What is left in its place is the WH-trace. In this example, the complementizer or the WH-item can have null categories, and one or the other may show up as null. However, they cannot both be null when the WH-item is the subject. An important note to remember is that DP-trace and WH-trace are the result of movement operations, while "pro" and "PRO" must be base generated.
Not only can DPs be empty; functional categories can be empty as well. Null determiners and null complementizers are empty categories that are the result of more recent research. These null heads are positions which end up being unpronounced at the surface level but are not included in the anaphoric and pronominal features chart that accounts for other types of empty categories.
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Null determiners are used mainly when the Theta assignment of a verb only allows an option for a DP as a phrase category in the sentence with no option for a D head. Proper nouns and pronouns cannot grammatically have a determiner attached to them, though they still are part of the DP phrase. The null determiners are subdivided into the same classes as overt determiners are, since the different null determiners are thought to appear in different grammatical contexts: .
Complementizerless environments phrases which lack an overt C element have often been attested in cross-linguistic data. In many cases, the complementizer is optionally present in a phrase:. In the following example, round brackets represent an optional element. In example b , the optional element has been left out, leaving the C position empty. The existence of null complementizers has led to theories that attempt to account for complementizerless environments: the CP Hypothesis and the IP Hypothesis.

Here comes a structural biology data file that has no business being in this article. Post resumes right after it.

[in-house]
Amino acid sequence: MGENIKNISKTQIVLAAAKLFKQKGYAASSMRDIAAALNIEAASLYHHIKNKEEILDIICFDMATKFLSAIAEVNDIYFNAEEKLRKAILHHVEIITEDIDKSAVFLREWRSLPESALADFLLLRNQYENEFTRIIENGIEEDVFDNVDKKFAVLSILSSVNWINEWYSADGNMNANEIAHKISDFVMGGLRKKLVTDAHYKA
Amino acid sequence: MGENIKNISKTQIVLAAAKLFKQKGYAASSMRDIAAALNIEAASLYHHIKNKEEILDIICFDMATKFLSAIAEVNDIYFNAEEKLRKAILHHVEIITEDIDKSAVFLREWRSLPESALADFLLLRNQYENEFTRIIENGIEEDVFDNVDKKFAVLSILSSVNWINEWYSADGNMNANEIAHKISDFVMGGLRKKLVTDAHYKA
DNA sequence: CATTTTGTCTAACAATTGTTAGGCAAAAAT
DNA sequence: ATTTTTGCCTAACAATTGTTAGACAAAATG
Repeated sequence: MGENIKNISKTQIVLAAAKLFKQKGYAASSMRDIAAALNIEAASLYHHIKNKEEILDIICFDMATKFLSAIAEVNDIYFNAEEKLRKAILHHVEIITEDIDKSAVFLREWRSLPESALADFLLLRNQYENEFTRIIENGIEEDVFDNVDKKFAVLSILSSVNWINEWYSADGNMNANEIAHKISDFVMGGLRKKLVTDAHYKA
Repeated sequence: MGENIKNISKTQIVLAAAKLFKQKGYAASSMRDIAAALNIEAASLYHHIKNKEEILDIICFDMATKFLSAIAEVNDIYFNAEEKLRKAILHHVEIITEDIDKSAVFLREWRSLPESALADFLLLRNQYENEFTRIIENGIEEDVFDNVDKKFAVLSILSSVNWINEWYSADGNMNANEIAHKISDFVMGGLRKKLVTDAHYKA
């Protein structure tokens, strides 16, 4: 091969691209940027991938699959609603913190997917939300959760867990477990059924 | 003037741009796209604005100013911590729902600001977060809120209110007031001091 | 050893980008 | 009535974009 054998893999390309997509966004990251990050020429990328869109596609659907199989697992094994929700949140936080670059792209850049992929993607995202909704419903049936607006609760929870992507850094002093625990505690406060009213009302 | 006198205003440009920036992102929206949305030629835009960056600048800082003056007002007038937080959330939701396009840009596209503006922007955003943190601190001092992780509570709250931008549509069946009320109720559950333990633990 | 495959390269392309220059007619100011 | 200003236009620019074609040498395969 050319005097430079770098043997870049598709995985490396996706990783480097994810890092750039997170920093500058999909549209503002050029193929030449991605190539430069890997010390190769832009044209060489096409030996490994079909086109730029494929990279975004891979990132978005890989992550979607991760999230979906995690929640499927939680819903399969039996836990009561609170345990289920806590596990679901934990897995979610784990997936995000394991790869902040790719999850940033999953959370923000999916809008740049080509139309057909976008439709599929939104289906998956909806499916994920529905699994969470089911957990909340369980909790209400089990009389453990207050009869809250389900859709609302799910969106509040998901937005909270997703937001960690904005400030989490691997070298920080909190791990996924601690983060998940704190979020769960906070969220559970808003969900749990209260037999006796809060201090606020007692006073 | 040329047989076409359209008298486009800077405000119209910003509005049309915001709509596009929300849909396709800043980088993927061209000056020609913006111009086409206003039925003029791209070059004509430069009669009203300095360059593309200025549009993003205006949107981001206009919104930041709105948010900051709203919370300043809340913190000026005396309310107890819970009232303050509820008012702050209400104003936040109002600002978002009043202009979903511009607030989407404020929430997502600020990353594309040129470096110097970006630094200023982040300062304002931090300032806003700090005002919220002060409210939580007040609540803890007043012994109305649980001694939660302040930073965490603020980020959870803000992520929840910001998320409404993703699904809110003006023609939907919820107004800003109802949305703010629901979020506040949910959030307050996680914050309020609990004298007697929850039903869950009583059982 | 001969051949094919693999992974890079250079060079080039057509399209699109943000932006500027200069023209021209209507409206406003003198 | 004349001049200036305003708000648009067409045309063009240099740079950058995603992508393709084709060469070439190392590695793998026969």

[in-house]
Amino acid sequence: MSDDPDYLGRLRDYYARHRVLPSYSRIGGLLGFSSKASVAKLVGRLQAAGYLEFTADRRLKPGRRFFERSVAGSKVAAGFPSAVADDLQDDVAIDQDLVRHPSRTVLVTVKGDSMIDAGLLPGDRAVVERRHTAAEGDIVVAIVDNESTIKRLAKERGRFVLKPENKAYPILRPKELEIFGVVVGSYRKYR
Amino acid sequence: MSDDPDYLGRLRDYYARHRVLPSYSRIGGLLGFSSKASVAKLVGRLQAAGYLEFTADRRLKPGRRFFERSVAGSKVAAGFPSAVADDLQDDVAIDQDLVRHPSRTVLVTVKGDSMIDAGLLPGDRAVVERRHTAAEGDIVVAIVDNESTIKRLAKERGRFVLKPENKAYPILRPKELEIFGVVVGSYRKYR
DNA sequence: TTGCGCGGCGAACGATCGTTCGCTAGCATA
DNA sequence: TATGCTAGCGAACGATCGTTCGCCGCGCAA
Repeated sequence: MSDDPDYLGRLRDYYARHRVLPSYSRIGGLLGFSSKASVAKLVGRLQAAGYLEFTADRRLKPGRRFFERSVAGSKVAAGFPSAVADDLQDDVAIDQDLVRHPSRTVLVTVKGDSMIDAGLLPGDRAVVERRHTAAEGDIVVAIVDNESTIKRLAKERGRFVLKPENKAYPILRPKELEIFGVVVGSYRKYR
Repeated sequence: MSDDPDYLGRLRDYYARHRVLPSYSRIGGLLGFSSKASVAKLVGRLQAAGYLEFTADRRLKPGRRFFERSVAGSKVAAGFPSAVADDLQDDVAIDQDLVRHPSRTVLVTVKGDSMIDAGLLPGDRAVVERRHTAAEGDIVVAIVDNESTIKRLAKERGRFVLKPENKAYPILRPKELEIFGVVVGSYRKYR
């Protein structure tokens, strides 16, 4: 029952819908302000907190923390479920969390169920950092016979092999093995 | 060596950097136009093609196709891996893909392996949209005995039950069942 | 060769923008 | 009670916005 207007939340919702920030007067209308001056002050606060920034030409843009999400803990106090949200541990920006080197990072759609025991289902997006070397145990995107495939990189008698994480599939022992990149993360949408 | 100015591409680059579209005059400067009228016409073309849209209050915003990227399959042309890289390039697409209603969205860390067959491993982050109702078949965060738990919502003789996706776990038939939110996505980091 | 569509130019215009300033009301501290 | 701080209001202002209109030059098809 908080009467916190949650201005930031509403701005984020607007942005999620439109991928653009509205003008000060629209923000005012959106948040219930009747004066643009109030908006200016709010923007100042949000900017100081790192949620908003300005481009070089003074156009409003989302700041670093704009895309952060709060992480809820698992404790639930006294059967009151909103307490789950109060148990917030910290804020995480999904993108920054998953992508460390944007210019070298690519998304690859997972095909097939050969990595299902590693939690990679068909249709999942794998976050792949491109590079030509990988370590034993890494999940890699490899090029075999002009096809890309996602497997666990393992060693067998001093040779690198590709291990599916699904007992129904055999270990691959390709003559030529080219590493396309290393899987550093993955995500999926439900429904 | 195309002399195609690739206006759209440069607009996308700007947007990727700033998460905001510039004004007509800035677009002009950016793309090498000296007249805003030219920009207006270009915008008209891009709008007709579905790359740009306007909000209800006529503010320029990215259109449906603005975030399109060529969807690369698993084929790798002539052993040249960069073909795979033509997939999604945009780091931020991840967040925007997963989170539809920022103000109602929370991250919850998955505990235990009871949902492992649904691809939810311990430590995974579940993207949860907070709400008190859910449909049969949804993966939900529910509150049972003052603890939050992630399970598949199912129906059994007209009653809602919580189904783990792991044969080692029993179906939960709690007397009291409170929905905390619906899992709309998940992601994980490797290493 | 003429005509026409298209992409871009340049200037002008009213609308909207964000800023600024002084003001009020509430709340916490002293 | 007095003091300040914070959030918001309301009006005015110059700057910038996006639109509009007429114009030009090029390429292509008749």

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The CP Hypothesis states that finite subordinate clauses that lack an overt C at the surface level contain a CP layer that projects an empty or unpronounced C head. In addition to this, some compelling data from the Kansai dialect of Japanese , in which the same adverb can evoke different meaning depending on where it is attached in a clause, also points towards the existence of a Null C.
As demonstrated by c , the adverb should evoke a different meaning than in a if it is attached to any item other than C. Because a and b yield the same interpretation, this suggests that the adverbial particle must be attached at the same spot in both clauses. In a , the adverb "dake" is clearly attached to C; so even in the complementizerless environment b , the adverb "dake" must still attach to C, thus pointing to the existence of a null complementizer in this phrase.